Published: 06:00, 06 February 2018
| Updated: 06:03, 06 February 2018
Clive Cook has spoken out for the first time since leaving Hythe Town.
The 59-year-old's last game in charge was the 3-3 draw at Ashford on January 20 and two days later the club announced Sam Denly would be replacing him in the dugout.
Cook was offered a boardroom role at Reachfields but, as he reveals in this interview, he turned that down following revelations in the days which followed.
He's determined to get back into management as quickly as possible but admits the pain of what happened still lingers.
Cook said: "First of all I'd like to thank everyone at Hythe Town for giving me the opportunity, especially the chairman, to run a fantastic football club.
"He wanted to put a fresh face on it and they wanted me to resign but I didn't feel I needed to resign. I didn't feel it was necessary. I wasn't sacked but I didn't resign.
"It's up to Mr Chairman, he runs the football club. If he wanted a fresh face, it's down to him.
"But things happened, which I've found out over the last two weeks, which don't sit well with me. It's poor. It was obviously in certain people's minds before it actually happened. That's down to the people who run the club, if that's what they want to do, they've got every right to do that.
"There was talk of me going upstairs but after the first week, when certain people said certain things and it got back to me, I didn't think it sat well for me to stay at the football club.
"I still feel I've got a lot to offer from the bench as a football manager. I love a project to get my teeth into, to build sides. That's what I'm good at, I'm a very good man-manager and there will be an opportunity, I hope, somewhere along the line in the near future.
"I won't say what was said because that's down to me to deal with but I didn't think it was right for me to stay on at the football club after that. It was the right decision, probably, for all parties, to part ways."
But for Cook, who worked alongside Scott Porter as assistant manager for several years previously, leaving Hythe was still a huge wrench.
"It was terrible," he said. "I've had some fantastic messages from players who have not even played for me. I've had some fantastic messages from managers and chairmen, none more so than Tommy Sampson, who phoned me on the Monday. To be honest, I broke down.
"That man's got a lot of problems but he had enough about him to phone me up. He told me to keep my head held high and keep my composure - what a man, as far as I'm concerned. What a thing to do. Massive in my eyes.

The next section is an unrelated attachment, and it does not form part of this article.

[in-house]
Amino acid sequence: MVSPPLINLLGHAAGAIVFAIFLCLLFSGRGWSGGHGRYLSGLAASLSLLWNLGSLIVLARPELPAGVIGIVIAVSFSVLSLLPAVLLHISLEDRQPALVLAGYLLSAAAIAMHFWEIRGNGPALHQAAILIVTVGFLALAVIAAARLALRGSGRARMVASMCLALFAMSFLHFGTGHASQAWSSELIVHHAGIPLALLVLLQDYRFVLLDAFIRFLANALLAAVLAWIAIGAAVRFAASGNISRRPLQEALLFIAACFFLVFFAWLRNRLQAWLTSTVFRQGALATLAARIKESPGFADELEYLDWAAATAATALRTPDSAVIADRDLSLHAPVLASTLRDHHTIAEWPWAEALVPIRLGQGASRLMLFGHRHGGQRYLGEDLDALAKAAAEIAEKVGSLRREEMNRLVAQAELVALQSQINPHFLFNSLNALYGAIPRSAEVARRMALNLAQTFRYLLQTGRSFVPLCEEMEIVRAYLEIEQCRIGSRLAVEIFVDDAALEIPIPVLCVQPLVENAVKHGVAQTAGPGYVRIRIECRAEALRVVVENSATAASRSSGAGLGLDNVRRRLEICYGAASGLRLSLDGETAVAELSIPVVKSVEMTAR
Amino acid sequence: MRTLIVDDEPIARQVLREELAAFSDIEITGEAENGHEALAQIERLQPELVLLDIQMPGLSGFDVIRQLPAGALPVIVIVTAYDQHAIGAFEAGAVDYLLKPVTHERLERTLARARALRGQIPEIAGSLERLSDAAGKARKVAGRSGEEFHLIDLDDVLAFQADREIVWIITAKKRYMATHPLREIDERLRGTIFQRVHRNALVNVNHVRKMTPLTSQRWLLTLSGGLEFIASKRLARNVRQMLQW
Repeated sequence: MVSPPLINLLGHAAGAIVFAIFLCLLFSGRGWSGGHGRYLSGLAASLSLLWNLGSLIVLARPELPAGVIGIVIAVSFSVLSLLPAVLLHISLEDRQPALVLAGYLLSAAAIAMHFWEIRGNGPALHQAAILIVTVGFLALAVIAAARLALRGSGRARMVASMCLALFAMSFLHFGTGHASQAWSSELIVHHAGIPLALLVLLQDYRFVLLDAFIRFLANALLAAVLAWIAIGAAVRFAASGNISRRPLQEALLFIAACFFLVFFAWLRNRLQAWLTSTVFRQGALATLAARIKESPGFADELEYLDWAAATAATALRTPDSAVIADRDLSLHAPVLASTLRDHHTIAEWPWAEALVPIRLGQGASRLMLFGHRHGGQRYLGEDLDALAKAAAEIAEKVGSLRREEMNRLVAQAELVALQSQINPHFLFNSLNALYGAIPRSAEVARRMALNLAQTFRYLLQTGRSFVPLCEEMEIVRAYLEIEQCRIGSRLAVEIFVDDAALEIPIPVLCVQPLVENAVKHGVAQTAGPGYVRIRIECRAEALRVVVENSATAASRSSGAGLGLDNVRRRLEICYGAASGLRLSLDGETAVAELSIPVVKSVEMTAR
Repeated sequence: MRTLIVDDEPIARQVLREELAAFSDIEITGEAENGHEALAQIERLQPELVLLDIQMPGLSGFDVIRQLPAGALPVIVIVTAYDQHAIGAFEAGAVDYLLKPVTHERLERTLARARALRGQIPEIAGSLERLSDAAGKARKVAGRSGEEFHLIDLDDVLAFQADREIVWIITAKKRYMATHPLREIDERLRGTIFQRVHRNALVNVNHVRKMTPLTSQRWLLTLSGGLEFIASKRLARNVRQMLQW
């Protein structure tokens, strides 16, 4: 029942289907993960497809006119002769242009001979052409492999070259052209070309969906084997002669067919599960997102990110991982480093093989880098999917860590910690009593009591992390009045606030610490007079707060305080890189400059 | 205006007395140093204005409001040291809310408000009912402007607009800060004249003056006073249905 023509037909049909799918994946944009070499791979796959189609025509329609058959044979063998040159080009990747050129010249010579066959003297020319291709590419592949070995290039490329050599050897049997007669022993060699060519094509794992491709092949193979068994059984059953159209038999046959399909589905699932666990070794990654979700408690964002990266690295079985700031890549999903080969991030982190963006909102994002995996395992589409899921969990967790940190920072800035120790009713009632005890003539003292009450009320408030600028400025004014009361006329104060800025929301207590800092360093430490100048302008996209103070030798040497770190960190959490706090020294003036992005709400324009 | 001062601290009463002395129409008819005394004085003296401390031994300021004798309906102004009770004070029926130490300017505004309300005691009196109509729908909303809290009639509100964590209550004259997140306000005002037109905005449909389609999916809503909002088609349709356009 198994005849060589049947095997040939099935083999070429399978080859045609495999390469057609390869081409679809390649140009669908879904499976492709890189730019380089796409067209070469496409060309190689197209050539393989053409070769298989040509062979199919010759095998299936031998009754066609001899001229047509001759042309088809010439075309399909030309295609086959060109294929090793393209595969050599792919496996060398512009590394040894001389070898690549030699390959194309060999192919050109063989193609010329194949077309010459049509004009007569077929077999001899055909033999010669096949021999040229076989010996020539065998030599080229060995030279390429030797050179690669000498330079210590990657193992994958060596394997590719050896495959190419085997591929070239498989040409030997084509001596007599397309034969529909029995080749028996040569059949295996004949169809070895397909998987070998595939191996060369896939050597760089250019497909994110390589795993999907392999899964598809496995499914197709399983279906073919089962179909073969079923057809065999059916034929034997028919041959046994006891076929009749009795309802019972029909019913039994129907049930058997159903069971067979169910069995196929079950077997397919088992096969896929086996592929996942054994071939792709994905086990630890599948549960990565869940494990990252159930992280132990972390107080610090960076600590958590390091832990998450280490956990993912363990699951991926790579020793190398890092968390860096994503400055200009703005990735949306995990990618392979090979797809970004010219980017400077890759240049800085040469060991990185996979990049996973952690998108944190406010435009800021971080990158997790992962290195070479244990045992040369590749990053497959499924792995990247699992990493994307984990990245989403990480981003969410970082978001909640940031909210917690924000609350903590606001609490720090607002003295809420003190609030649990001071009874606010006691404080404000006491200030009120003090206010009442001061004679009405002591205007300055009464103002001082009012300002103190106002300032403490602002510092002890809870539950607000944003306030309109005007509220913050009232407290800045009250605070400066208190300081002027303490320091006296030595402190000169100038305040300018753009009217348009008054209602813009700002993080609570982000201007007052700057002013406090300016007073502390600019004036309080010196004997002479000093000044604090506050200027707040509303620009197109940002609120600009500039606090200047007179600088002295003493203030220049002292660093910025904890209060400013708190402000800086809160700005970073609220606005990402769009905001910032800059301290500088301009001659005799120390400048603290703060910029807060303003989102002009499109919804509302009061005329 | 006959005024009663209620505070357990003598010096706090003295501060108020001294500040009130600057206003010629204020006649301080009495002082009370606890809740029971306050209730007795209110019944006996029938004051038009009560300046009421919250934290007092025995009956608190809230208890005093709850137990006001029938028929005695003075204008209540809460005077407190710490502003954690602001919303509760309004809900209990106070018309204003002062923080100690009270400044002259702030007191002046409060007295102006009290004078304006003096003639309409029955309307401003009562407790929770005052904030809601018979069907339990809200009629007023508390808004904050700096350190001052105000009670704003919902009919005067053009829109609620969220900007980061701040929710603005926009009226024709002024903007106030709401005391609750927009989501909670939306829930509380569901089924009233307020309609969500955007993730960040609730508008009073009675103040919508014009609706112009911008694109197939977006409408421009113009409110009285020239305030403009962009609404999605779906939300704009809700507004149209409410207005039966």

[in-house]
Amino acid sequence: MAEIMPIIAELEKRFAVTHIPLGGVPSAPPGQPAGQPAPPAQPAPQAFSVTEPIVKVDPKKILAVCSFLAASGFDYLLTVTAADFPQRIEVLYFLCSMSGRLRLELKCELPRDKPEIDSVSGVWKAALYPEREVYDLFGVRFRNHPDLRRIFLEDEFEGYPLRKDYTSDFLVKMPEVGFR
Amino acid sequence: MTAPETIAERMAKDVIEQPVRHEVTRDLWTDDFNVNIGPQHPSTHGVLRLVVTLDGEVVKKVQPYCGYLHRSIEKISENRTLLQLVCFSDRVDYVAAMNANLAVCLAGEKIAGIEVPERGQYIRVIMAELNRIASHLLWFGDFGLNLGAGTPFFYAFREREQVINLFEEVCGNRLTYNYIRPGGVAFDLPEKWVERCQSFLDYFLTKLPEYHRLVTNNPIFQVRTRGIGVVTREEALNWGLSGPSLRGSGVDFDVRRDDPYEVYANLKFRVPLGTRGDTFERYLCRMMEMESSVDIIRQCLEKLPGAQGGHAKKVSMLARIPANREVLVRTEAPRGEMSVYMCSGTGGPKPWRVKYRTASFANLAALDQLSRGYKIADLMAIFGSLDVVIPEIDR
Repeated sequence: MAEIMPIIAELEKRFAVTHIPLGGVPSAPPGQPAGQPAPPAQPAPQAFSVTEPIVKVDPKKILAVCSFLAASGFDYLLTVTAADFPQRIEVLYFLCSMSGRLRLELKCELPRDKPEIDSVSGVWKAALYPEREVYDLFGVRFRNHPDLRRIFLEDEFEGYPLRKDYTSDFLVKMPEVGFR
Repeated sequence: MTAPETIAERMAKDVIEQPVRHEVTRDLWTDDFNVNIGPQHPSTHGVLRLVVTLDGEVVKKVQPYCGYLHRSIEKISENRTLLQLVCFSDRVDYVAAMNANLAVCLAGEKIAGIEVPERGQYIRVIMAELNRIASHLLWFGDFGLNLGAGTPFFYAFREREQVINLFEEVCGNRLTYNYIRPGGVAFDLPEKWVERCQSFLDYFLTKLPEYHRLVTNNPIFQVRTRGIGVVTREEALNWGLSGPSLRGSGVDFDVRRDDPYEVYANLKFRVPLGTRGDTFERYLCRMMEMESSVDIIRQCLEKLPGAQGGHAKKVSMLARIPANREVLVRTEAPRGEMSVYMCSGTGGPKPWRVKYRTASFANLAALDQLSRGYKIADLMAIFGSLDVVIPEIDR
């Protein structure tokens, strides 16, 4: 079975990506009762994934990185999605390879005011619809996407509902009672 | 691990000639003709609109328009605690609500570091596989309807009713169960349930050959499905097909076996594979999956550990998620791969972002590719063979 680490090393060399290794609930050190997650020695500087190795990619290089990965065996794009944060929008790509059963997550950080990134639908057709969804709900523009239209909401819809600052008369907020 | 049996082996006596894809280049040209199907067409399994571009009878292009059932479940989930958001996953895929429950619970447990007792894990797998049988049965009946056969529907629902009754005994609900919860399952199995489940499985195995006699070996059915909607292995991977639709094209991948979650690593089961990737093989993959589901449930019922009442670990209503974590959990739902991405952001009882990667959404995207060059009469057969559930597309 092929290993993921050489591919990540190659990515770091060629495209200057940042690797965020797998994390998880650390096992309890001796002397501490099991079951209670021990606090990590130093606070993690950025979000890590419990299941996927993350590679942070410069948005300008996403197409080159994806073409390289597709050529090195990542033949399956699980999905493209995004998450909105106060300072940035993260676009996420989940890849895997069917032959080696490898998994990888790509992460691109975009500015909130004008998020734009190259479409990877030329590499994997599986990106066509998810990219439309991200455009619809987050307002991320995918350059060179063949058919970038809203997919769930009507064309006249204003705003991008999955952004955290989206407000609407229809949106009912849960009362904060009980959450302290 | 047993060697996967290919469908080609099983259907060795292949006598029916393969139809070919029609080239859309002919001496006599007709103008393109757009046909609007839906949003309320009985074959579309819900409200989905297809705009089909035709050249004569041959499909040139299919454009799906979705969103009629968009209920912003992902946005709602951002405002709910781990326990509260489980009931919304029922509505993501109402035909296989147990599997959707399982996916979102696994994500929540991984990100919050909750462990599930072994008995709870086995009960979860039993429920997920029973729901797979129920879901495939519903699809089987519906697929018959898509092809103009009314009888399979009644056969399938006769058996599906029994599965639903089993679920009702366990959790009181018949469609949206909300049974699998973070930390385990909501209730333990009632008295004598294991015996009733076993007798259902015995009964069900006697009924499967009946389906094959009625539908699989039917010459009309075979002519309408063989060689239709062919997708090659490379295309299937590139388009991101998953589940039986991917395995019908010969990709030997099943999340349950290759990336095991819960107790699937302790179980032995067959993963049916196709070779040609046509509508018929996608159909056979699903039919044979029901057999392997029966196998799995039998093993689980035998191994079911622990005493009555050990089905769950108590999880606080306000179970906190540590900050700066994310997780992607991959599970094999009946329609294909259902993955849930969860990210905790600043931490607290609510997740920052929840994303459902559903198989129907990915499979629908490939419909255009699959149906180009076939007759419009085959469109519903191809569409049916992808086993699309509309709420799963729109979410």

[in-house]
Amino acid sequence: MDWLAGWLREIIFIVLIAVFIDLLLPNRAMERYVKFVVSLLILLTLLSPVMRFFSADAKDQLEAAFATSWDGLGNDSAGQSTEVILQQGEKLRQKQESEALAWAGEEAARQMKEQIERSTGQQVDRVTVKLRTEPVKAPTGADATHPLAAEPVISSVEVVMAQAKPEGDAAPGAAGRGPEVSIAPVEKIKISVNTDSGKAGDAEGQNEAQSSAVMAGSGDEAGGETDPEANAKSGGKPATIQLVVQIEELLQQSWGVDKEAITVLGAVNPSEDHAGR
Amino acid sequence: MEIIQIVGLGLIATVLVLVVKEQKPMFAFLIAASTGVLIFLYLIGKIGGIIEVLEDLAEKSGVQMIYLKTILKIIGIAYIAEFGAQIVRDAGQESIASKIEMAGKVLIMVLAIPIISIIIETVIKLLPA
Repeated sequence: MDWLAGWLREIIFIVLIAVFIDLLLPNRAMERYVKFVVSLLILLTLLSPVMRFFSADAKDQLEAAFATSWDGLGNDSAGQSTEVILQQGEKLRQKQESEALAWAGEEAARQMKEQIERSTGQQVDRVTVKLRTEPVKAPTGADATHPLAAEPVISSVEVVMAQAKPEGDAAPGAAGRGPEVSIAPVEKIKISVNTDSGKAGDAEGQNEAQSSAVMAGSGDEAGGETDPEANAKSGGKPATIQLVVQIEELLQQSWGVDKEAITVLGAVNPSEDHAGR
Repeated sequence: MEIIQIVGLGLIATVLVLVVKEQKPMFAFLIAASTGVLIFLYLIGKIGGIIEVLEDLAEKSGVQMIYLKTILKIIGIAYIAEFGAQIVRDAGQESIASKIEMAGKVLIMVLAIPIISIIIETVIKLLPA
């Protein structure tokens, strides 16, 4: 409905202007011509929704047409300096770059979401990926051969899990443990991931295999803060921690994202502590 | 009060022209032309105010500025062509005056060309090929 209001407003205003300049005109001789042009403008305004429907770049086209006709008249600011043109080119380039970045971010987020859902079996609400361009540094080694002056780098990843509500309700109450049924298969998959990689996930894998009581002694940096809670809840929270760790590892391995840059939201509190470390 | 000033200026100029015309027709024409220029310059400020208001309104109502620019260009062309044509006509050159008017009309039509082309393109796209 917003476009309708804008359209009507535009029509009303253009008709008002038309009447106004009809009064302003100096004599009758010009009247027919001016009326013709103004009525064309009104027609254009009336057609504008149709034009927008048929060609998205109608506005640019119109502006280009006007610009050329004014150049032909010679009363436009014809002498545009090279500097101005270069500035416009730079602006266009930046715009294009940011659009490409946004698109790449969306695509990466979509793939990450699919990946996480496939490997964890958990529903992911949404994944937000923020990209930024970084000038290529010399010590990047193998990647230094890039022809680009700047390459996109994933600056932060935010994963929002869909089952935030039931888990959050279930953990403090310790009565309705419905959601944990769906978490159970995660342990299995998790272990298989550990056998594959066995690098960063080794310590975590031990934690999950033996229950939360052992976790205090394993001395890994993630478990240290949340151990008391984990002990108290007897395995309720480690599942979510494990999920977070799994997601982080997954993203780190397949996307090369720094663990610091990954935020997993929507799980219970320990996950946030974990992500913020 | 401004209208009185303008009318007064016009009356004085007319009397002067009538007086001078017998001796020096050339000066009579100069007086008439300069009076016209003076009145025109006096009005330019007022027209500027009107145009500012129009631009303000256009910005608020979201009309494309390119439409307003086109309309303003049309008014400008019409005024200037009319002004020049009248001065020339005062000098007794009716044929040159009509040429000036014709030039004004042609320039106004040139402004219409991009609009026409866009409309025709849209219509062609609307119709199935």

"He's not a well man and he told me that but he said 'I just wanted to get to you because I know what you're probably going through.'
"Hythe was a big player in my life for years, especially the last three so it really dismanted me for a week, took me off my vision and what I was all about.
"I'm lucky I've got a strong family around me. I know it sounds stupid because people can look at it and go 'it's only football, look at people like Tommy who are not well' and I do respect that. Yes, it is only football but managers will always tell you that if they haven't got a job, you're completely lost.
"I put my whole life into that job. I was passionate about it and I gave it all my time. I was on it seven days a week but that's what I do. I'm not going to go in half-hearted. I loved it.
"I'd like to thank my management team, who were absolutely fantastic; Mark Lane, Mike Ward, Andy Payne and the physio, Jordan. They were brilliant to me before, during and after.
"I'd also like to say a massive thanks to my squad, the players who are there now and the people who have gone. My team, my players, who came for me. They're brilliant and I won't have anything said bad about them."
But one individual stood out from the crowd during Cook's two-and-a-half years in charge: Alfie May. The striker's goals for Hythe earned him a move to Doncaster Rovers in January 2017 and May later hailed the huge influence Cook had on him and thanked him for making the deal possible.
Cook said: "We got on great and what a player, fantastic. He is what non-league football’s all about.
"People think they’re good enough but he actually worked to be good enough. That didn’t just come. Yes, he had the character and the skill but also he had the dedication and the want and that’s massive in a young man.
"I treated him like my own son. I’ve got a massive amount of respect for him and I hope he makes whatever he needs to make in football. He’s turned his life around from being a chippie to being a professional footballer. Fantastic.
"I hope he jogs on and gets to the next level, which I’m sure he could do. I really am sure that someone out there will go ‘hang on, this boy’s good’ and he is good.
"My other special moment was taking them from 22nd to the play-offs in 36 games, a massive achievement. I was allowed to build a very good squad by the chairman, who backed me 150%.
"Yes, you make mistakes in the transfer market and try to correct them but I enjoyed working with every one of those players who came in with me.
"It’s still raw. I’ve got a lot of passion for the football club but it’s football. That’s what I keep telling myself. It’s an experience that, if I get back in, I might come up against again but I’ll probably deal with it better.
"I’ve got a massive amount to offer someone who wants a project built. I can build it. I know I can, because of my contacts with players and my management of players."
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